Energy Department allocates $1.3 billion to three projects

November 2, 2023

The U.S. Department of Energy has committed $1.3 billion to underwrite three large-scale transmission projects that will provide new options for clean energy resources in six states around the country.

The Transmission Facilitation Program, a component of the federal Bipartisan Infrastructure Law, oversees a $2.5 billion revolving fund that will help developers clear the final financial hurdles to launch large-scale shovel-ready transmission line projects. This week’s announcement was the first of two rounds of funding.

For this first round of funding, DOE has signed capacity contracts as the “anchor customer” on three proposed transmission line projects. Such a strategy is intended to increase the confidence of additional investors and customers – thereby reducing the overall risk for the project developer. DOE is authorized to buy up to 50% of planned line rating up to 40 years and sell the contract to recover costs.

The capacity contract is one of three strategies DOE can use to support transmission line projects. The federal agency also is authorized to offer a direct loan to proposed operators. In a third option, DOE can use the revenue as a funding stream for a public-private partnership (P3), but only if that project has been deemed of high interest to the country in the recently released National Transmission Study.

DOE anticipates a second round of TFP funding in the first half of 2024 through a Request for Proposals. The second round will commit the remaining $1 billion balance in the revolving fund.

The revolving fund is a new venture for DOE. The additional transmission lines are expected to add 3.5 gigawatts of additional grid capacity, which is equivalent to bringing electricity to 3 million homes. Construction and operation of the three transmission line projects is expected to add up to 13,000 direct and indirect jobs.

The first three projects approved for funding are:

  • Cross-Tie 500kV Transmission Line – This 214-mile, 1,500 Megawatt bi-directional transmission line is expected to relieve congestion on key parts of the grid between Nevada and Utah. Construction is expected to start in early 2025. The recently released Transmission Needs Assessment estimated the Mountain region of the country will need nearly 2,300 gigawatt-miles of new transmission to maximize productivity. Cross-Tie contributes 14% to the estimated regional need.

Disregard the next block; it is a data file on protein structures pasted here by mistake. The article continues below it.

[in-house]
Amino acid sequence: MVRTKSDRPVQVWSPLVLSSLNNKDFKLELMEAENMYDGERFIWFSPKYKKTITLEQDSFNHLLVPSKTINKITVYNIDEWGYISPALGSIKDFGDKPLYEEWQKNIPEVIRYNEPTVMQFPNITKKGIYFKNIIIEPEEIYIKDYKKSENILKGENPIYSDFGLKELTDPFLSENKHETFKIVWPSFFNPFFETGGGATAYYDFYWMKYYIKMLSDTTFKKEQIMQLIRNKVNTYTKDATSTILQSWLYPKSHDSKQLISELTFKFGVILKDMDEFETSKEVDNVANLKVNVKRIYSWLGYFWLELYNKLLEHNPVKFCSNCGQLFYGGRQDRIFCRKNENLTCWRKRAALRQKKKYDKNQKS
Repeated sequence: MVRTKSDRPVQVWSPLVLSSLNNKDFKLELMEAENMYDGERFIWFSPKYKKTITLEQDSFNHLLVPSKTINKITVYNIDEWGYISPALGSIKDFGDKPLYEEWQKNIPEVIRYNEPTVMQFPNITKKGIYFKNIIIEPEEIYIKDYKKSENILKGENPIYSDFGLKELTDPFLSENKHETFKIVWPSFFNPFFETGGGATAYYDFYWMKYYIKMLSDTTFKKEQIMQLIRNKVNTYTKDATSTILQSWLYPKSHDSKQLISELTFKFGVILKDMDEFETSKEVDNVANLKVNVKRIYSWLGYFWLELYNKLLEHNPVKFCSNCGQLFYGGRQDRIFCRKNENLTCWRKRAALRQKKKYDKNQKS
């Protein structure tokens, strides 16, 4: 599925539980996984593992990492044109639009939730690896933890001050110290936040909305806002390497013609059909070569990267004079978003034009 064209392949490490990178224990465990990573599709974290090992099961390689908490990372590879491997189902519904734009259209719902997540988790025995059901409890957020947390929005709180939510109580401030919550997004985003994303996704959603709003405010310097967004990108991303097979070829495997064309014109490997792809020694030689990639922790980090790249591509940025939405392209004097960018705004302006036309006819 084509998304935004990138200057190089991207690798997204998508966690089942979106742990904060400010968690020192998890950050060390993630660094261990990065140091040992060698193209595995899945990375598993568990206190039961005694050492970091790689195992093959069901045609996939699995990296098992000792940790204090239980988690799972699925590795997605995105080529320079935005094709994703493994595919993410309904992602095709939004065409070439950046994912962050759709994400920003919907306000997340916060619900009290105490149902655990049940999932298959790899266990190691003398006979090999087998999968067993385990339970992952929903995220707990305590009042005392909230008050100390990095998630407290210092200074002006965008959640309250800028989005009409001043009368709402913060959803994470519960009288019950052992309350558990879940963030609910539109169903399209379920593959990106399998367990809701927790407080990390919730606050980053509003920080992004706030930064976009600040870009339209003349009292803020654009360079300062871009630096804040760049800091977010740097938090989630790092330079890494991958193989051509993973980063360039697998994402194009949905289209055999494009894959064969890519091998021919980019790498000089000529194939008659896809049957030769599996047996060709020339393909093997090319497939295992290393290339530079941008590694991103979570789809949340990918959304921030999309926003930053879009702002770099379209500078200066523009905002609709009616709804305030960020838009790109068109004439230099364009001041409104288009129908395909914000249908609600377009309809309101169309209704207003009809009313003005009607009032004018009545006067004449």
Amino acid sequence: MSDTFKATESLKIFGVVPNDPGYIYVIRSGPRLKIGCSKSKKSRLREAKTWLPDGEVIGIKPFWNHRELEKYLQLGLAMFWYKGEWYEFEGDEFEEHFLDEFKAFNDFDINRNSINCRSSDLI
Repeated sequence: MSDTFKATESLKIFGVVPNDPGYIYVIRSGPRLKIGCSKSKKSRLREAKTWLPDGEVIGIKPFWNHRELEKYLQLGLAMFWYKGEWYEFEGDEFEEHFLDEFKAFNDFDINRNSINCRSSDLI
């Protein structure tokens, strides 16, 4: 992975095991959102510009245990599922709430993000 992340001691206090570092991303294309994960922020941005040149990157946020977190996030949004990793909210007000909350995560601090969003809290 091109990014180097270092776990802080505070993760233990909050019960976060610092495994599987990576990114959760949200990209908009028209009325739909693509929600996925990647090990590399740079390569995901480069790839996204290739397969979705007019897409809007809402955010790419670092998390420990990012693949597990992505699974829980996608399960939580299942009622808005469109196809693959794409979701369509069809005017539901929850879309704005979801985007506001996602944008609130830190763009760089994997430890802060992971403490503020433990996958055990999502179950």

• Southline Transmission Project – This 175-mile, 748 Megawatt transmission line between Hidalgo County, New Mexico, and Pima County, Arizona, will deliver clean-energy options to growing parts of Arizona that currently rely on fossil fuel generation. Construction on this line also is expected to start in early 2025, with the Southline serving as only the beginning of a larger-scale project. The Transmission Needs Study estimated a need for 935 gigawatts per mile of new transmission. This also contributes 14% to the region’s projected need.
  • Twin States Clean Energy Link – This 1,200 Megawatt high-voltage direct current bi-directional line between New Hampshire and Vermont will also provide access to clean firm energy supplies in Quebec, Canada. Excess energy also can be exported when New England produces more energy than it needs to meet its own demand. Excess energy is expected as the offshore wind industry in New England expands.

DOE’s assessment of transmission lines, known as the State of the Grid, is nothing new. That happens every three years. What is new, with the passage of the Bipartisan Infrastructure Bill, is the creation of DOE’s Grid Deployment Office, which is expected to target the improved resilience and reliability of the nation’s energy grid.

The Transmission Needs Study, released on Oct. 30, estimates the country must more than double the existing regional transmission capacity and expand existing interregional transmission, five times over, to meet long-term clean energy goals.

The Transmission Facilitation Program and the Needs Study represent financial and planning elements of DOE’s three-pronged approach to expanding and modernizing critical electric infrastructure: enhancing transmission planning, strengthening permitting processes and providing financial tools to support deployment.

Government Market News Staff

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